Freida Kilmari, an author, writer, and editor from south-west England, has been writing and publishing works of fiction and poetry for the last five years, and has found many homes for her pieces over those years, including ‘Advaitum Speaks Literary’, ‘The World Poetry Movement’, ‘Fairy Tales and Folklore Re-Imagined’, and ‘Rejected’. Her debut collection published in February of 2018, Man VS Happiness, and since then she’s been working on worlds of fantasy, magic, poetry, and romance, taking a special interest in LGBTQ+ and mental health representation in literature.
Tell me about your writing process: schedule, environment, inspirations, magic spells, etc.
I’m a messy writer; I have notes written on scraps of paper, edges of napkins, and old shopping lists littered everywhere. It drives my husband mad! But I do have an office where I try to contain most of the madness. There, I’m surrounded by books, inspirational quotes and images, and my project notebook with my ideas jotted down (it’s a Harry Potter notebook, of course). I write whenever and wherever I can; there’s no limit. But I do find myself being more of a nighttime writer, when the house is silent and my imagination can run wild. There’s something about a quiet, happy, peaceful house that I find magically inspiring, like witching hour for writers.
Walk me through your submission / publishing process from “final” draft to final product, including who does what when, and marketing that you do as the author.
I have a rigorous process for my writing. When writing the first draft, the main thing is that I get the words onto the paper and keep a small notebook handy for things that will help when revising, but once I’m finished I put it away. Usually for two-three months. Before I print it off and do a read-through on paper, where I doodle, note-take, and red-pen the entire thing. After applying those edits and going through the digital copy a few more times, I hand it over to my beta readers, who are great at both encouraging and critiquing. They’re always my first fans. I apply their feedback where appropriate and then run it through ProWriting Aid before submitting to my proofreader. It’s a huge process, and the editing usually takes twice as long as the writing.
Talk about your support system online and IRL; who are your biggest cheerleaders?
I’m quite a solo writer—I much prefer being my own cheerleader. But I’ve always been quite an internal person who prefers their own company to that of others. However, that means I can often get un-confident and self-conscious of my work, but I always pick myself back up. I do have some amazingly supportive friends, and my husband will sit for hours and listen to my plots, characters, and world ideas, and ask questions, poke holes, and be the most amazing support system. I’m part of a lot of writing circles and critique groups online, too, and I’ve found that support from people who, like me, are writers, is vital to my process. As great as my friends and husband are, sometimes I need the opinions of other writers.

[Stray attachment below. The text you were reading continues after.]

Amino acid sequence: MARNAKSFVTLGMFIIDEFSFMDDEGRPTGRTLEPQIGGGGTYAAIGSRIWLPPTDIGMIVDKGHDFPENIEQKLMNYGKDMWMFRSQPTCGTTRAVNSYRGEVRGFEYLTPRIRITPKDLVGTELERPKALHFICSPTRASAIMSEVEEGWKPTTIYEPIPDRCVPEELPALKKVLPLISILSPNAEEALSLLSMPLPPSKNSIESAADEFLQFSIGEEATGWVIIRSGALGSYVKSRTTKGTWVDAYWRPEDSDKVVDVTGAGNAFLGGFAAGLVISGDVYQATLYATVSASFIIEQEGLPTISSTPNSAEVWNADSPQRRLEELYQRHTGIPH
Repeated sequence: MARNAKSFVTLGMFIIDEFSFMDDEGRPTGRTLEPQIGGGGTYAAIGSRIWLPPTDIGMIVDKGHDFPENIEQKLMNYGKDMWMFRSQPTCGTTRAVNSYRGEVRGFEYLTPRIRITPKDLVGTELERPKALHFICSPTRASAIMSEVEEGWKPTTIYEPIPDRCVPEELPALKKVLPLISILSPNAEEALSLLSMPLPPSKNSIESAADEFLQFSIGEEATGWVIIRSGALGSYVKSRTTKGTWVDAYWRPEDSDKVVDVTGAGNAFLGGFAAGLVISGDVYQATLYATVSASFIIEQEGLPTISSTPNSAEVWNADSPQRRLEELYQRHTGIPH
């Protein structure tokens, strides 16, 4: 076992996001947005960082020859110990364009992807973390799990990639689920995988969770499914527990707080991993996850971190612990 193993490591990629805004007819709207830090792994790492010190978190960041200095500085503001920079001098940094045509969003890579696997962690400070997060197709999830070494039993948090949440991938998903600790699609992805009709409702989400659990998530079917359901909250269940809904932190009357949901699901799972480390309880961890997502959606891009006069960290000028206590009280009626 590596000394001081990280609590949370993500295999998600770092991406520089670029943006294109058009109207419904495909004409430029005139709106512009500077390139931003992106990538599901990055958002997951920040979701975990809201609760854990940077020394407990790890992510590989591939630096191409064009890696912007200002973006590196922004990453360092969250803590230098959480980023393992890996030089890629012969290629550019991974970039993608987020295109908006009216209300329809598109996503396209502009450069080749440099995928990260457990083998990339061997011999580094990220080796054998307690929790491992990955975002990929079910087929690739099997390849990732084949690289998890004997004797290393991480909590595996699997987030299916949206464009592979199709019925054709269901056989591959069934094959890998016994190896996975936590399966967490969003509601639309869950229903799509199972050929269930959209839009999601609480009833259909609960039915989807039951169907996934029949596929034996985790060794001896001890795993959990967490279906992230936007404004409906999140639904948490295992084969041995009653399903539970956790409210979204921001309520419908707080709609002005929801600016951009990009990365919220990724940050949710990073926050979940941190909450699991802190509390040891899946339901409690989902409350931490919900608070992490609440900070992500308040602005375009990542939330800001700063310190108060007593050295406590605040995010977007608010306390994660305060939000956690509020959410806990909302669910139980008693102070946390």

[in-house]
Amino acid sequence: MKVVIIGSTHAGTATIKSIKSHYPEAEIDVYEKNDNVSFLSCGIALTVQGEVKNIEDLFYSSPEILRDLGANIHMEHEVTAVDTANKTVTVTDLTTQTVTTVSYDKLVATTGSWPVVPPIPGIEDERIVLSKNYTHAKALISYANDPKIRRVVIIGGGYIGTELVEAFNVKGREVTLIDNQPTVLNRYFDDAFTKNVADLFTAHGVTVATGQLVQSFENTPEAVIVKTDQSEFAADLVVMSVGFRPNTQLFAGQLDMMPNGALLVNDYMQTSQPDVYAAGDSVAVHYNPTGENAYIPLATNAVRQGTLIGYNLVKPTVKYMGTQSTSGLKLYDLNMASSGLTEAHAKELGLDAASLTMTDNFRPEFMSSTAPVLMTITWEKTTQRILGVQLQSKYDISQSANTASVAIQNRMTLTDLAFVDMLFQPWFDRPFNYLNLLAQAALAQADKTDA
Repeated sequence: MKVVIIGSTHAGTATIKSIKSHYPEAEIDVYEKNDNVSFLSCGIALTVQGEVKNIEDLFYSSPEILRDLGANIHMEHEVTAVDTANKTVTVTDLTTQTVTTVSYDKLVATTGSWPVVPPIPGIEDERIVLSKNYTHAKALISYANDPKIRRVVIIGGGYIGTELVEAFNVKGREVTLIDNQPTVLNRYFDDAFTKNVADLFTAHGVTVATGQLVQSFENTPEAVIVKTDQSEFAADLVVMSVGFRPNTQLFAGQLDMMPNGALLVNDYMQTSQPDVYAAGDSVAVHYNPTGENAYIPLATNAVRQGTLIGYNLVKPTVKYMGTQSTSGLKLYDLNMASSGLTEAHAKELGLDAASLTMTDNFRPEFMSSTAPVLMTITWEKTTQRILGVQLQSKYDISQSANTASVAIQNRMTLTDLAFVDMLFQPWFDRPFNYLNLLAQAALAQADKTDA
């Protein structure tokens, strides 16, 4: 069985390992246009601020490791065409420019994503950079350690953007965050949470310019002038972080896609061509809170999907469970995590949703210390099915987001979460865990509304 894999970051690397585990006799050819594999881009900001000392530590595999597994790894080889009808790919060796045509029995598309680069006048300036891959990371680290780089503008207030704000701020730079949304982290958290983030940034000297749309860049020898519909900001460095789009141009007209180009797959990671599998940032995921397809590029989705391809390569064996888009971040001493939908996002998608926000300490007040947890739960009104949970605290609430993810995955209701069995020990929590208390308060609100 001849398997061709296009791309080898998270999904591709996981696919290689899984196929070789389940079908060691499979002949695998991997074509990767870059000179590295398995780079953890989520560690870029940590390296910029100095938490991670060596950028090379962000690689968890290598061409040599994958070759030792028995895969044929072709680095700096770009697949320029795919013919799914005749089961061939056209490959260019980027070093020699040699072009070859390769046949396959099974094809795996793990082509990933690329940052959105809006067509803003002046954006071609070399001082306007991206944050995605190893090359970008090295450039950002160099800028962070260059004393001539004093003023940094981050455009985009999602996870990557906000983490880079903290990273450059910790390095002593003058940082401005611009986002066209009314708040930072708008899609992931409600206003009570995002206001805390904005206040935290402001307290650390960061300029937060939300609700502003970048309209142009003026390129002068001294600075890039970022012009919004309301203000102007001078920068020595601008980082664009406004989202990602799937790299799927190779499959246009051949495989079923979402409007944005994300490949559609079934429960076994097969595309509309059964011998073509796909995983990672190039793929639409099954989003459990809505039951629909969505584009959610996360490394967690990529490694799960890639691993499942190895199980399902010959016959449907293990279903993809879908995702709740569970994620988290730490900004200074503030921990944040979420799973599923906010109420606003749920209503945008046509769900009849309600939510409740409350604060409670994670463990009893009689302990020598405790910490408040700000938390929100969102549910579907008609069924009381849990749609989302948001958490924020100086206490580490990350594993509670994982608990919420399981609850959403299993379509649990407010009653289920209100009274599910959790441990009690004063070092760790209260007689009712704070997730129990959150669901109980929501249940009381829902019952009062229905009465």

How does life influence your writing and vice versa?
It does and it doesn’t. On the one hand, I’m mostly a fantasy author, so I write things that are supposed to be farfetched and not similar to life, but on the other hand, I’m a big supporter of including LGBTQ+ characters in my stories (whether the main character/s or not), and I guess that’s influenced by the largely heteronormative stance literature seems to take. I also like including mental health representation in my writing, which is what a lot of my poetry is about—that’s been influenced by my own life experiences. I used to feel so alone, and I think if I could have read characters who suffered like I did, it would have helped make me feel more ‘normal’, and less like I was failing as a human being.
Writing is one of the most important aspects of my life; I wouldn’t be here today without it.
What do you love most about your creativity?
I love those moments when you latch onto an idea and let it pull you away into the dead of night, and you can’t stop your fingers from typing out the movie you’re seeing in your head—even if you wanted to. It’s like, for that moment, you’re living an extraordinary life, and you get to watch your characters mess up, cry, laugh, and cause world-ending disasters all on their own. And knowing that it’s coming from my head, my thoughts . . . it’s like watching a personalized movie that’s writing itself as it plays.
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